A recent study has described how a whitefly uses a stolen plant gene to elude its host’s defences – representing the first known example of a natural gene transfer from a plant to an insect.
Overcoming host defences
With over 400 million years of co-evolution with insect herbivores, plants have developed extremely diverse morphological, molecular and biochemical defences to withstand insect attacks. Among the biochemical defences, plant secondary metabolites are the most diverse and effective. The most abundant secondary metabolites are phenolic glycosides which strongly affect growth, development and behaviour of insects. Nonetheless, generalist insects can overcome these effects – mechanisms of which remain largely unknown.
The sweet potato whitefly, Bemisia tabaci, is a species complex of at least 30 cryptic species. It is a pest that can seriously reduce crop yields and can also feed on various kinds of food. Most of its host plants contain phenolic glycosides, making it an excellent model to identify the molecular mechanisms involved in overcoming plant defences.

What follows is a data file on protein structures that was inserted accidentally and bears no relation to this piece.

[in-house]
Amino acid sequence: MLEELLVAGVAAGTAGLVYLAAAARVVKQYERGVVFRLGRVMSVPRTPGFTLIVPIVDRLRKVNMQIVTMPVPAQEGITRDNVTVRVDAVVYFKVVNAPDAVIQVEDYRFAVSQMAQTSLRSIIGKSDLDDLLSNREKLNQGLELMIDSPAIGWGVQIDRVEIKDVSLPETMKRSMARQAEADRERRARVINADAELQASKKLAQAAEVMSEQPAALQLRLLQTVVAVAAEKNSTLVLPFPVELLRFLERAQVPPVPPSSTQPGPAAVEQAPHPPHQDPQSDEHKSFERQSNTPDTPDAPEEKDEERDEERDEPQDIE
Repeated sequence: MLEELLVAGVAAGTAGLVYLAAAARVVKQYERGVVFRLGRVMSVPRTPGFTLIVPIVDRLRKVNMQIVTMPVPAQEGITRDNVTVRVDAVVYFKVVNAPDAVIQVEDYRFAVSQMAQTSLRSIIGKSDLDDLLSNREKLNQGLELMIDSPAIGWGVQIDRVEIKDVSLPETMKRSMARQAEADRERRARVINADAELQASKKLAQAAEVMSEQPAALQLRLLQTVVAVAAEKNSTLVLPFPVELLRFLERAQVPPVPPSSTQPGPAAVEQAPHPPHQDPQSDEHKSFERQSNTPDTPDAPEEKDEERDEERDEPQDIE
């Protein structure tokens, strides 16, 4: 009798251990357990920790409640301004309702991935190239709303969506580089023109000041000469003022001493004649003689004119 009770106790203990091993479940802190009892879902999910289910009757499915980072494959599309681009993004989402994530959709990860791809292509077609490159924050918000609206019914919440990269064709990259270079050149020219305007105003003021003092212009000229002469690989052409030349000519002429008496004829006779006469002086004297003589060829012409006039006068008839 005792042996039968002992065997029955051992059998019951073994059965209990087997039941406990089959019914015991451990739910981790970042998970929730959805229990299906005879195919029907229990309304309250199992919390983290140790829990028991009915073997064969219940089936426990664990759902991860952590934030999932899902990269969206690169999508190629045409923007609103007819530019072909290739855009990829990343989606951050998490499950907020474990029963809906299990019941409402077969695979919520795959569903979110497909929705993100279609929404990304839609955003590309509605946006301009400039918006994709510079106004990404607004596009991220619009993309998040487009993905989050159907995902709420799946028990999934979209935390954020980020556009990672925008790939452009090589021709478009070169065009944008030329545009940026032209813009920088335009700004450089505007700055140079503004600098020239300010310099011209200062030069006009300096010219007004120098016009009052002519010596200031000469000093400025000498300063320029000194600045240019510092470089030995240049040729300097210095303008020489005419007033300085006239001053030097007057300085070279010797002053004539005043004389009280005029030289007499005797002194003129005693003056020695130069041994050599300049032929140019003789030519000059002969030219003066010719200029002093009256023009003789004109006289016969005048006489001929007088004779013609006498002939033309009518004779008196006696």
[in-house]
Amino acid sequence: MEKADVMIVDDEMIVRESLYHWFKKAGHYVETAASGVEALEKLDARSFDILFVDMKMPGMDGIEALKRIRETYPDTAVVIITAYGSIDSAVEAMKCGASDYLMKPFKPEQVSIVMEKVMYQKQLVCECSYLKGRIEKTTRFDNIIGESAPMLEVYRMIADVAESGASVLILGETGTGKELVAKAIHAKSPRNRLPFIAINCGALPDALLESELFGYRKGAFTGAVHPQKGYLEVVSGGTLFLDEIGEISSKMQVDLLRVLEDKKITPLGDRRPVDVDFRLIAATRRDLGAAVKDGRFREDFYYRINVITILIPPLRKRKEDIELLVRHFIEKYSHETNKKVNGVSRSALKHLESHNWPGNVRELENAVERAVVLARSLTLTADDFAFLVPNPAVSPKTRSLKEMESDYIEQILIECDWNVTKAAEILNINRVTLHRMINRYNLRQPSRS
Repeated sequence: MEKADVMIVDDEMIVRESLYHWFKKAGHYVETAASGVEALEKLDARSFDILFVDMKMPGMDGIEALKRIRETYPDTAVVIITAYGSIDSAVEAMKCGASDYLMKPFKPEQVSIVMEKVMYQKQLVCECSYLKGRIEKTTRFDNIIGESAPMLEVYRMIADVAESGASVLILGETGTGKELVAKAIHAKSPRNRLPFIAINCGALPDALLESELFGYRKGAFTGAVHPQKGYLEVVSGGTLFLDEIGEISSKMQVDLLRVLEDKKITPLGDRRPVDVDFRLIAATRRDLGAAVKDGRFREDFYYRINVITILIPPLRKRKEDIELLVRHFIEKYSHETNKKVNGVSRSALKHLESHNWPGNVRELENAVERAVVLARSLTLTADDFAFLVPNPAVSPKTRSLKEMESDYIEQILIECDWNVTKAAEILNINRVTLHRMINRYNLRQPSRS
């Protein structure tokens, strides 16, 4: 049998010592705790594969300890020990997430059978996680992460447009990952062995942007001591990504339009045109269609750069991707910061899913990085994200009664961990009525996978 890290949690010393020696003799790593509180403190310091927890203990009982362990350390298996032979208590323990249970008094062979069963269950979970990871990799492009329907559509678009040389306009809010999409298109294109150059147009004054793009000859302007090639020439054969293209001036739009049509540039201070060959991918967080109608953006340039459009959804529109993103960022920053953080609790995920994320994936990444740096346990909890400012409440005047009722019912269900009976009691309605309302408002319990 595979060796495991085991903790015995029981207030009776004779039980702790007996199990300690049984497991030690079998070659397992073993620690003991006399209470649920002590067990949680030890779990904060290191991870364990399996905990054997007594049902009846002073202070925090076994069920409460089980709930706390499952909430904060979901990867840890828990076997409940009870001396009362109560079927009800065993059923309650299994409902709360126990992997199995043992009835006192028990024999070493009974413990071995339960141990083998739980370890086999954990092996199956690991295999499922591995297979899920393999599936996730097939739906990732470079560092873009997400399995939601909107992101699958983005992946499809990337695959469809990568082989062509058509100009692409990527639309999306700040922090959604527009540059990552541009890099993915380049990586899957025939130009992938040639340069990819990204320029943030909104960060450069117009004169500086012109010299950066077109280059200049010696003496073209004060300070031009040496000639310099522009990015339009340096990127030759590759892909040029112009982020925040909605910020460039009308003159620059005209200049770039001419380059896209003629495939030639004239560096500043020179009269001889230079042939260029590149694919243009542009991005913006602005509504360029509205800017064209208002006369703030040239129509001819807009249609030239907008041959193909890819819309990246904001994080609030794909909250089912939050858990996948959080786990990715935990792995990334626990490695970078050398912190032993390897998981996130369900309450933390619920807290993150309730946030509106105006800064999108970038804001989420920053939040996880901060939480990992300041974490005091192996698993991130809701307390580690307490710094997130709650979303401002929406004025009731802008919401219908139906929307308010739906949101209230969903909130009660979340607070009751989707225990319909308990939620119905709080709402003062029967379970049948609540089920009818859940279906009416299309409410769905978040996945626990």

First known gene transfer
In this study, published in Cell, researchers used bioinformatic, molecular and biochemical approaches to show that the B. tabaci genome harbours a plant-specific and horizontally transferred gene. This gene, specifically known as BtPMaT1, encodes a phenolic glucoside malonyltransferase that enables the detoxification of phenolic glycosides. The team carried out analyses to show that the gene was integrated into the whitefly genome, rather than being from contaminated plant DNA samples.
This discovery reveals an unexpected route by which the whitefly has evolved the ability to overcome the defences of its host plants. The team also showed, using small interfering RNAs, that silencing BtPMaT1 is a highly effective way to impair the whiteflies’ detoxification ability and control this global pest.
The team believe that as researchers sequence more genomes, it is likely that more examples of gene transfer between plants and animals will be found.
Image credit: By ajcespedes – canva.com